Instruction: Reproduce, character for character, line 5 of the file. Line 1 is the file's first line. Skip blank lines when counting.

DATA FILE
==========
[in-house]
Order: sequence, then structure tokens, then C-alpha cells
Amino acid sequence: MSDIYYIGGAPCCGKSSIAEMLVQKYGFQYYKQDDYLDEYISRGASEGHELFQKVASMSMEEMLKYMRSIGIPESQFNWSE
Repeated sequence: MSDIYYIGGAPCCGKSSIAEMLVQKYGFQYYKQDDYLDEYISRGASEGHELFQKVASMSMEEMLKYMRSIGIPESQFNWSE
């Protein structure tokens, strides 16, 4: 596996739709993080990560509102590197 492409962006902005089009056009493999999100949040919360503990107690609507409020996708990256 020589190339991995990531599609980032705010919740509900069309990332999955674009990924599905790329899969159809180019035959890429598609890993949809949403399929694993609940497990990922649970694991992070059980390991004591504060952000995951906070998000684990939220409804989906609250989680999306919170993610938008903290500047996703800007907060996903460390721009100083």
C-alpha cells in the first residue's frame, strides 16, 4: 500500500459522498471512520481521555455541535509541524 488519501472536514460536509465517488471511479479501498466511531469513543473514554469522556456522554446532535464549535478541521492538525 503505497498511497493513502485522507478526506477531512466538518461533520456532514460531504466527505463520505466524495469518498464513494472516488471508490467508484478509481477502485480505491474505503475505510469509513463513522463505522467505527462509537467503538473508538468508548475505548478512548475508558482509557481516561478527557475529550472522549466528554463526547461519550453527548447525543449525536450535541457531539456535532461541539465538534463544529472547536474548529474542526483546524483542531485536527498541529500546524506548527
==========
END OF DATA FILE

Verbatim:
């Protein structure tokens, strides 16, 4: 596996739709993080990560509102590197 492409962006902005089009056009493999999100949040919360503990107690609507409020996708990256 020589190339991995990531599609980032705010919740509900069309990332999955674009990924599905790329899969159809180019035959890429598609890993949809949403399929694993609940497990990922649970694991992070059980390991004591504060952000995951906070998000684990939220409804989906609250989680999306919170993610938008903290500047996703800007907060996903460390721009100083």